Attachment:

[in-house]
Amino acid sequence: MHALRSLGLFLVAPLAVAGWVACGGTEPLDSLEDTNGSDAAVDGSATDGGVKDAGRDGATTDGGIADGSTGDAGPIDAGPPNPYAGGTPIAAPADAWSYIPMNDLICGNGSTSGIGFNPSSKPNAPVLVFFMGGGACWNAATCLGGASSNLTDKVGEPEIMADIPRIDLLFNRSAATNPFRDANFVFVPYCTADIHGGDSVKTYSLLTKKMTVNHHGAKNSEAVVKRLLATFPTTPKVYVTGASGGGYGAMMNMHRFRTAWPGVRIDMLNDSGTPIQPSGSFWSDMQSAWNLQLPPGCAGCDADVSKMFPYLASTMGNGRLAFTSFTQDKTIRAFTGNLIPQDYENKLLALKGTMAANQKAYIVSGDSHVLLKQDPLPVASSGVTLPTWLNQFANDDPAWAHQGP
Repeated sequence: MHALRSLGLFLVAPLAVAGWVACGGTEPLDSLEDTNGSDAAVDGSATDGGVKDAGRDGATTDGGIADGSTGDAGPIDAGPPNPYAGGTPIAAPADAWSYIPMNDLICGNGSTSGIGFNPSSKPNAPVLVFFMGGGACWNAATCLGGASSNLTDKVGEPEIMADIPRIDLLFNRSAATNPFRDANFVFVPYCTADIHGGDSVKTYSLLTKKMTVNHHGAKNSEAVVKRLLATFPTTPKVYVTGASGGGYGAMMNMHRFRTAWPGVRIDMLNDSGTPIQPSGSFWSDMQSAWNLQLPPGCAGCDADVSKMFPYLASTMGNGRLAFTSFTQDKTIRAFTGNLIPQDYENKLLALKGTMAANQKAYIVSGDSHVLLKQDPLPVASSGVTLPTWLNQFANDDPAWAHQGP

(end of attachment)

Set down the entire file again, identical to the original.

[in-house]
Amino acid sequence: MHALRSLGLFLVAPLAVAGWVACGGTEPLDSLEDTNGSDAAVDGSATDGGVKDAGRDGATTDGGIADGSTGDAGPIDAGPPNPYAGGTPIAAPADAWSYIPMNDLICGNGSTSGIGFNPSSKPNAPVLVFFMGGGACWNAATCLGGASSNLTDKVGEPEIMADIPRIDLLFNRSAATNPFRDANFVFVPYCTADIHGGDSVKTYSLLTKKMTVNHHGAKNSEAVVKRLLATFPTTPKVYVTGASGGGYGAMMNMHRFRTAWPGVRIDMLNDSGTPIQPSGSFWSDMQSAWNLQLPPGCAGCDADVSKMFPYLASTMGNGRLAFTSFTQDKTIRAFTGNLIPQDYENKLLALKGTMAANQKAYIVSGDSHVLLKQDPLPVASSGVTLPTWLNQFANDDPAWAHQGP
Repeated sequence: MHALRSLGLFLVAPLAVAGWVACGGTEPLDSLEDTNGSDAAVDGSATDGGVKDAGRDGATTDGGIADGSTGDAGPIDAGPPNPYAGGTPIAAPADAWSYIPMNDLICGNGSTSGIGFNPSSKPNAPVLVFFMGGGACWNAATCLGGASSNLTDKVGEPEIMADIPRIDLLFNRSAATNPFRDANFVFVPYCTADIHGGDSVKTYSLLTKKMTVNHHGAKNSEAVVKRLLATFPTTPKVYVTGASGGGYGAMMNMHRFRTAWPGVRIDMLNDSGTPIQPSGSFWSDMQSAWNLQLPPGCAGCDADVSKMFPYLASTMGNGRLAFTSFTQDKTIRAFTGNLIPQDYENKLLALKGTMAANQKAYIVSGDSHVLLKQDPLPVASSGVTLPTWLNQFANDDPAWAHQGP